Without doubt, America is more seriously polarized and anxious than at any time at least since World War II, and there appears very little hope that these maladies will be in any meaningful way cured by the results of this election year; in fact, they are likely to be exacerbated, whatever the outcome.
There has been no shortage of books, essays, and commentary on this condition, but none more perceptive and ambitious than the recent book by Yuval Levin, The Fractured Republic: Renewing America’s Social Contract in the Age of Individualism.
Levin’s major theme is that America, across the political and ideological spectrum, is in what he calls a trap of competing nostalgia and that this condition is preventing any meaningful discussion across partisan lines. He is from staunch conservative instincts, but he says that both right and left have been blind to how America has changed over the past five decades. The left is nostalgic for the middle of the 20th century, when unions were strong, big government made huge promises to solve social problems, and the civil rights movement was prominent. The right looks back at the Reagan era of deregulation, lower taxes, cultural traditionalism, and American optimism and confidence. Both sides mistakenly think that a return to their respective “golden age” would solve our problems and Levin is convinced that this politics of nostalgia is failing Americans of the 21st century. Of interest, in a recent article in the Washington Examiner, Michael Barone also uses the nostalgia angle to describe the same problem, while using somewhat different eras that attract the nostalgia of right and left.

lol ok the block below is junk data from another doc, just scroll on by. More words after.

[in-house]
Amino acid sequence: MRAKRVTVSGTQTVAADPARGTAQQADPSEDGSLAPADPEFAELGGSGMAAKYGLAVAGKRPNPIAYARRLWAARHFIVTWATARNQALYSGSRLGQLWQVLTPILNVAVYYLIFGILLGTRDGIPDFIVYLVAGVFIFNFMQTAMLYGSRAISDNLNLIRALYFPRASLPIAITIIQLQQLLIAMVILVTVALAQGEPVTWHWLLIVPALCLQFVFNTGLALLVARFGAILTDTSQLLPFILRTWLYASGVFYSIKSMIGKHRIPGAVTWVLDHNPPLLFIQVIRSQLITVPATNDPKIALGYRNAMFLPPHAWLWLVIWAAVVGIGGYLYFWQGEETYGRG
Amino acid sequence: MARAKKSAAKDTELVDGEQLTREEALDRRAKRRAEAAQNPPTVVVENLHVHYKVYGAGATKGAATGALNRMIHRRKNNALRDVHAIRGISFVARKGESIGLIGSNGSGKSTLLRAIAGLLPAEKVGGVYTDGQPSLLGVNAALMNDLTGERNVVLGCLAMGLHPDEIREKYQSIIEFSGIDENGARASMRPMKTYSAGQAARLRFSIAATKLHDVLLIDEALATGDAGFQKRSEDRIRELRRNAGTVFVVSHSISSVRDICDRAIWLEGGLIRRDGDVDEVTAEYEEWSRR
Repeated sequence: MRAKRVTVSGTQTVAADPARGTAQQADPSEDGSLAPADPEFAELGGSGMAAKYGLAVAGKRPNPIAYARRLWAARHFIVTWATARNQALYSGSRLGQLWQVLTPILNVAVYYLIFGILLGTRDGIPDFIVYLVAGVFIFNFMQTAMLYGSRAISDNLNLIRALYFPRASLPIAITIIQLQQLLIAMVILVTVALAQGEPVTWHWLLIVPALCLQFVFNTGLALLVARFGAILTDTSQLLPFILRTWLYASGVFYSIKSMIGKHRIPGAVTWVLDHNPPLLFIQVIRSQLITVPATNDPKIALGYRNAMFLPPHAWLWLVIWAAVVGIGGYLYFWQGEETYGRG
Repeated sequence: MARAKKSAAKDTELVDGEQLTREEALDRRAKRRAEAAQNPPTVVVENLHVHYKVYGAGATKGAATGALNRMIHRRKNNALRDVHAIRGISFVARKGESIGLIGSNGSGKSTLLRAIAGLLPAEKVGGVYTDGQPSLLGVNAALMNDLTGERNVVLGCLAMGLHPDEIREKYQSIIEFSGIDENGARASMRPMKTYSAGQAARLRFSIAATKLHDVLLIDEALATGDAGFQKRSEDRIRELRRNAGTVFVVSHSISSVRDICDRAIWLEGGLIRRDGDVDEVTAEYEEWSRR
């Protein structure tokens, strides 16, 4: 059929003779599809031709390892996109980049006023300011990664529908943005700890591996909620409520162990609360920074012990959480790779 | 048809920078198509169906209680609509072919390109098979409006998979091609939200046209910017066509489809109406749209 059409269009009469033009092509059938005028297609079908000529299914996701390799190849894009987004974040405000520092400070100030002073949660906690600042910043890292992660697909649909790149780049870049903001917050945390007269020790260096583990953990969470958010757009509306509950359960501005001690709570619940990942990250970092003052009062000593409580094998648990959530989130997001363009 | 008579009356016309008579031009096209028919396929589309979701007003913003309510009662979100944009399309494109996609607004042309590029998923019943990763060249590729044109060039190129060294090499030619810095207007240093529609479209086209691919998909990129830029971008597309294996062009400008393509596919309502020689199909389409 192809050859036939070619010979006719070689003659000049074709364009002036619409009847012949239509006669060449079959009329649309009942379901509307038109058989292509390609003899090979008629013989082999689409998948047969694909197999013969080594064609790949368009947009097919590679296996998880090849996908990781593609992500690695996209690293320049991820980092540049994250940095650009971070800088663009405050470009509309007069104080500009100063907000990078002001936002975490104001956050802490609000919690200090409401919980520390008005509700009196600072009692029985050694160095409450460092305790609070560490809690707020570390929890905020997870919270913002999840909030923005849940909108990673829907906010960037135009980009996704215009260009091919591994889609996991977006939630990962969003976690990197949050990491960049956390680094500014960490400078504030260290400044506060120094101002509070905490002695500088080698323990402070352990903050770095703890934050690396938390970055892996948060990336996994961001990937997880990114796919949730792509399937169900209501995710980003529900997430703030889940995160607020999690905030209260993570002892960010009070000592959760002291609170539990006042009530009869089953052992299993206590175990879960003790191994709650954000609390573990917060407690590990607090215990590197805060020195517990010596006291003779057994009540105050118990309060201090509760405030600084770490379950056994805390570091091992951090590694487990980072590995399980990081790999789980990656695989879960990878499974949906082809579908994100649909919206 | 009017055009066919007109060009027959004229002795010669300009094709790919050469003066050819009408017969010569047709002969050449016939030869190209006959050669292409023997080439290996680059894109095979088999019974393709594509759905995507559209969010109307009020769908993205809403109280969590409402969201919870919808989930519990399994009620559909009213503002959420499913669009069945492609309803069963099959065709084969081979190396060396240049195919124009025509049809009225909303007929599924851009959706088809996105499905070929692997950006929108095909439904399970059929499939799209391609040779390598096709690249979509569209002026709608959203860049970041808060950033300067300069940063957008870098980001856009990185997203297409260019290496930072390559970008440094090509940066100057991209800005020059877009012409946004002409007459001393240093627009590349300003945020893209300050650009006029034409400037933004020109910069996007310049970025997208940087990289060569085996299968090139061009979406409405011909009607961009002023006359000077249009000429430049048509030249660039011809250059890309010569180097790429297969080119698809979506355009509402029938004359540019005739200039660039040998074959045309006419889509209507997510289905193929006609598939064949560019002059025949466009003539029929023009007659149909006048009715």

For Levin, the path forward must avoid both radical individualism and centralized statism and seek to revive the Tocquevillian institutions of voluntary association in the private middle layers of society–schools, churches, civic organizations, chambers of commerce, trade associations, charitable organizations, etc. This, along with the re-establishment of the principle of subsidiarity, the entrusting of power and authority to the lowest and least centralized institutions capable of using them well, will reinforce the return to community-based governance.
Levin provides a perceptive analysis of the history of how we got here and an ambitious plan for how we proceed to get out of this seemingly unending cycle. And he is not naive about the daunting challenges in reviving these traditions, which have been undermined by overreaching government at every level over the past 80 years. There really is no better alternative. I just wish I could be more optimistic.